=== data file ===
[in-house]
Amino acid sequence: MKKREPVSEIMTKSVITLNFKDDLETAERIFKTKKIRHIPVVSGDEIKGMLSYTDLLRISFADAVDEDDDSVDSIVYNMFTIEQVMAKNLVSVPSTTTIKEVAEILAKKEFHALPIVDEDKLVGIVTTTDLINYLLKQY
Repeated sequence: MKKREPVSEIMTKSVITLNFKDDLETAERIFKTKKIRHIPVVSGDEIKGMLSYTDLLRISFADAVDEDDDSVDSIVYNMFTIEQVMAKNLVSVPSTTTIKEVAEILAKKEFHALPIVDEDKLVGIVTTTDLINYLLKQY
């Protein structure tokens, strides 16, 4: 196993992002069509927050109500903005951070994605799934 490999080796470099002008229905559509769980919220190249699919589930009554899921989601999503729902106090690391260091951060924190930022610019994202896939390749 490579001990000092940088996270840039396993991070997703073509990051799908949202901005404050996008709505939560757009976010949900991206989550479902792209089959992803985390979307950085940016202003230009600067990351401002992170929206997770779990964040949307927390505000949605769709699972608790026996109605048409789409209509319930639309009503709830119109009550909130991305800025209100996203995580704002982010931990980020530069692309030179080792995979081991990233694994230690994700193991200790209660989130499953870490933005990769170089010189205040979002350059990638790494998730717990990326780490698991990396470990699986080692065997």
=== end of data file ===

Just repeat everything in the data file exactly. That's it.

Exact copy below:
[in-house]
Amino acid sequence: MKKREPVSEIMTKSVITLNFKDDLETAERIFKTKKIRHIPVVSGDEIKGMLSYTDLLRISFADAVDEDDDSVDSIVYNMFTIEQVMAKNLVSVPSTTTIKEVAEILAKKEFHALPIVDEDKLVGIVTTTDLINYLLKQY
Repeated sequence: MKKREPVSEIMTKSVITLNFKDDLETAERIFKTKKIRHIPVVSGDEIKGMLSYTDLLRISFADAVDEDDDSVDSIVYNMFTIEQVMAKNLVSVPSTTTIKEVAEILAKKEFHALPIVDEDKLVGIVTTTDLINYLLKQY
């Protein structure tokens, strides 16, 4: 196993992002069509927050109500903005951070994605799934 490999080796470099002008229905559509769980919220190249699919589930009554899921989601999503729902106090690391260091951060924190930022610019994202896939390749 490579001990000092940088996270840039396993991070997703073509990051799908949202901005404050996008709505939560757009976010949900991206989550479902792209089959992803985390979307950085940016202003230009600067990351401002992170929206997770779990964040949307927390505000949605769709699972608790026996109605048409789409209509319930639309009503709830119109009550909130991305800025209100996203995580704002982010931990980020530069692309030179080792995979081991990233694994230690994700193991200790209660989130499953870490933005990769170089010189205040979002350059990638790494998730717990990326780490698991990396470990699986080692065997």